Working with mice and rabbits, Johns Hopkins scientists have found a way to block abnormal cholesterol production, transport and breakdown, successfully preventing the development of atherosclerosis, the main cause of heart attacks and strokes and the number-one cause of death among humans. The condition develops when fat builds inside blood vessels over time and renders them stiff, narrowed and hardened, greatly reducing their ability to feed oxygen-rich blood to the heart muscle and the brain. In a series of experiments, described April 7 in the journal Circulation , the Johns Hopkins team says it identified and halted the action of a single molecular culprit responsible for a range of biological glitches that affect the body’s ability to properly use, transport and purge itself of cholesterol — the fatty substance that accumulates inside vessels and fuels heart disease Continue reading

Regulating legal marijuana could be guided by lessons from alcohol, tobacco, study says

Regulating legal marijuana could be guided by lessons from alcohol, tobacco, study says

As U.S. policymakers consider ways to ease prohibitions on marijuana, the public health approaches used to regulate alcohol and tobacco over the past century may provide valuable lessons, according to new RAND Corporation research. Recent ballot initiatives that legalized marijuana in Colorado and Washington for recreational uses are unprecedented. Continue reading

A protein required for integrity of induced pluripotent stem cells

A protein required for integrity of induced pluripotent stem cells

Cell reprogramming converts specialised cells such as nerve cells or skin cells towards an embryonic stem cell state. This reversal in the evolutionary development of cells also requires a reversal in the biology of telomeres, the structures that protect the ends of chromosomes; whilst under normal conditions telomeres shorten over time, during cell reprogramming they follow the opposite strategy and increase in length. A study published today in the journal Stem Cell Reports , from the Cell Publishing Group, reveals that the SIRT1 protein is needed to lengthen and maintain telomeres during cell reprogramming Continue reading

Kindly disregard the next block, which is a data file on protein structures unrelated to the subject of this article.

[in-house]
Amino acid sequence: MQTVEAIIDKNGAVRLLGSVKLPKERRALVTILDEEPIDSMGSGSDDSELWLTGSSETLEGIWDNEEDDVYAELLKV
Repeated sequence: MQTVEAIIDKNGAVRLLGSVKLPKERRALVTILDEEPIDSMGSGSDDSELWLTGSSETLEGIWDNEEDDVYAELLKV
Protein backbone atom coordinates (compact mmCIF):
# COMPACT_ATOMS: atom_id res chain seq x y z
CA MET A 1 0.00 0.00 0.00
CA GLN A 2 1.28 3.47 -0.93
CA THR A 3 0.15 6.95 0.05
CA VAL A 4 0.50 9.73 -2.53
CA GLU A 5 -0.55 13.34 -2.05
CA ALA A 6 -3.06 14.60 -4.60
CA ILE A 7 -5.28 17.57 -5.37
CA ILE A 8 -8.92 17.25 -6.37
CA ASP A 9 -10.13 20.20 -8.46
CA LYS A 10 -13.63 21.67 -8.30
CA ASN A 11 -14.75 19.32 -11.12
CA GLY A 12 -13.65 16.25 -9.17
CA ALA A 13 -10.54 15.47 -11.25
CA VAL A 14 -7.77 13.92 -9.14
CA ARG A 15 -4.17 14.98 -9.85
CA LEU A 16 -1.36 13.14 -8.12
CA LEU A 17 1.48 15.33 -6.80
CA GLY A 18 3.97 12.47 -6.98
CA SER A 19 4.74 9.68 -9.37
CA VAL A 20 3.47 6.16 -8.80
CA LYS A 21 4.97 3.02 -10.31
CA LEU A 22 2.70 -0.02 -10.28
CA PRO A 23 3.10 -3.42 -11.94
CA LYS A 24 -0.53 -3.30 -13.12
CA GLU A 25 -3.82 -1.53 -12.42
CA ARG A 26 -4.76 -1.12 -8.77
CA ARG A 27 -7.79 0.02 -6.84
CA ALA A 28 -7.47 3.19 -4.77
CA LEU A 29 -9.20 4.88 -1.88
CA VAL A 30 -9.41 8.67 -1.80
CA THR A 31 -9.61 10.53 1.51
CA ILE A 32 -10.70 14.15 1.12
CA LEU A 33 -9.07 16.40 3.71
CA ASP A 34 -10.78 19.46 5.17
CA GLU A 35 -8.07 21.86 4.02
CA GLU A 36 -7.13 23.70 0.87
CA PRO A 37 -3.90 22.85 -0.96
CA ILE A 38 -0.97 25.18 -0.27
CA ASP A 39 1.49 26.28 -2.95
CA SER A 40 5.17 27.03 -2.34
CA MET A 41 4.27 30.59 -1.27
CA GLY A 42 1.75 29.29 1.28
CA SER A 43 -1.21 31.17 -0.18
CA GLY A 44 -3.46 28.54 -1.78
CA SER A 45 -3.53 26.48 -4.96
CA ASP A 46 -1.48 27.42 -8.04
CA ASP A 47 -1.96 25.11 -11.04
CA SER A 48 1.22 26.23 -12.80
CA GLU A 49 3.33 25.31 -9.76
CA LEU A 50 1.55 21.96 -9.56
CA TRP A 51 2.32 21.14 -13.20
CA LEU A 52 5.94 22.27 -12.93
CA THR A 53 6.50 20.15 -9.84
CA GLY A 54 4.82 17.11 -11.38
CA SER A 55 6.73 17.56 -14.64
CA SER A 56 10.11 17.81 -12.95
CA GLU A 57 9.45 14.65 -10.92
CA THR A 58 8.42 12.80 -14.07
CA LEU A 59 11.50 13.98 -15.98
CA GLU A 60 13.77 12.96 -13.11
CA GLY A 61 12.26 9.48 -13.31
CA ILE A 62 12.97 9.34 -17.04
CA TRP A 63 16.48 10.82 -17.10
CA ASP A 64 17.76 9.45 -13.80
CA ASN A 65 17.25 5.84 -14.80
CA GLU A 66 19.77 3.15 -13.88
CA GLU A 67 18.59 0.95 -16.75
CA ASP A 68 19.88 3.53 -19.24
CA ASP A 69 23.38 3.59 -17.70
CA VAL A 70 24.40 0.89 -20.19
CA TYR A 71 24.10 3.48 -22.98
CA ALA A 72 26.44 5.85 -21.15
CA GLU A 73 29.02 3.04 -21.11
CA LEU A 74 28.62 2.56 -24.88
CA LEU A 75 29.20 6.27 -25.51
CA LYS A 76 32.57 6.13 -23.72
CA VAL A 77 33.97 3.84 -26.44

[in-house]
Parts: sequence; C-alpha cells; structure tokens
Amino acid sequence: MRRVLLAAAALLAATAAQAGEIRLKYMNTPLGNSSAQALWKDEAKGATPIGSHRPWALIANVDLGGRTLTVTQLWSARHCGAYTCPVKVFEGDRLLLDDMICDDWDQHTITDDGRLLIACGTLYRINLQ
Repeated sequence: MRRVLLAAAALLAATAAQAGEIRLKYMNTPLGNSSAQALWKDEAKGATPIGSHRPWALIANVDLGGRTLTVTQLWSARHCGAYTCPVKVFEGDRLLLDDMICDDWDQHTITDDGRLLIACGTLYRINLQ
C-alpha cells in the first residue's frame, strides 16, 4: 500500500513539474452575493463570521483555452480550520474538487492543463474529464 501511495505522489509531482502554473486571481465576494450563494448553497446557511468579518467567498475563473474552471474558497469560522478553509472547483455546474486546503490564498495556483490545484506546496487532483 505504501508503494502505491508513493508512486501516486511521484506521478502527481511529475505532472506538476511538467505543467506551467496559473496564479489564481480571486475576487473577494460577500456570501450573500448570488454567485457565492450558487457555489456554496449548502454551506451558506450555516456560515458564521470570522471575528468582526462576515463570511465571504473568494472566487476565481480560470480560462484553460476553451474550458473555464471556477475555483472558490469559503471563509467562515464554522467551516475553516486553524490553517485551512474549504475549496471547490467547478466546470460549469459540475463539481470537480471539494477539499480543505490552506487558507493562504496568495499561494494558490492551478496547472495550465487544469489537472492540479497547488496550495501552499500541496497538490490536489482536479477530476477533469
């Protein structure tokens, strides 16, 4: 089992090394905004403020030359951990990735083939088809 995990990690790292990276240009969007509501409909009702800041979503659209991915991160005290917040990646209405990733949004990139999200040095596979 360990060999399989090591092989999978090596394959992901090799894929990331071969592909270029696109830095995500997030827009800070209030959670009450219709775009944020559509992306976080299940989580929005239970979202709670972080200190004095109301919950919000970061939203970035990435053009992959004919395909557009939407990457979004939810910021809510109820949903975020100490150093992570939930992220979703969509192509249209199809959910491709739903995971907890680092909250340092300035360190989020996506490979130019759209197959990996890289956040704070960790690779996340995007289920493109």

Researchers rethink ‘natural’ habitat for wildlife

Researchers rethink ‘natural’ habitat for wildlife

Protecting wildlife while feeding a world population predicted to reach 9 billion by 2050 will require a holistic approach to conservation that considers human-altered landscapes such as farmland, according to Stanford researchers. Continue reading

Researchers rethink ‘natural’ habitat for wildlife

Researchers rethink ‘natural’ habitat for wildlife

Protecting wildlife while feeding a world population predicted to reach 9 billion by 2050 will require a holistic approach to conservation that considers human-altered landscapes such as farmland, according to Stanford researchers. Continue reading

Finding turns neuroanatomy on its head: Researchers present new view of myelin

Finding turns neuroanatomy on its head: Researchers present new view of myelin

Harvard neuroscientists have made a discovery that turns 160 years of neuroanatomy on its head. Myelin, the electrical insulating material long known to be essential for the fast transmission of impulses along the axons of nerve cells, is not as ubiquitous as thought, according to a new work lead by Professor Paola Arlotta of the Harvard Stem Cell Institute (HSCI) and the University’s Department of Stem Cell and Regenerative Biology, in collaboration with Professor Jeff Lichtman, of Harvard’s Department of Molecular and Cellular Biology. “Myelin is a relatively recent invention during evolution,” says Arlotta. Continue reading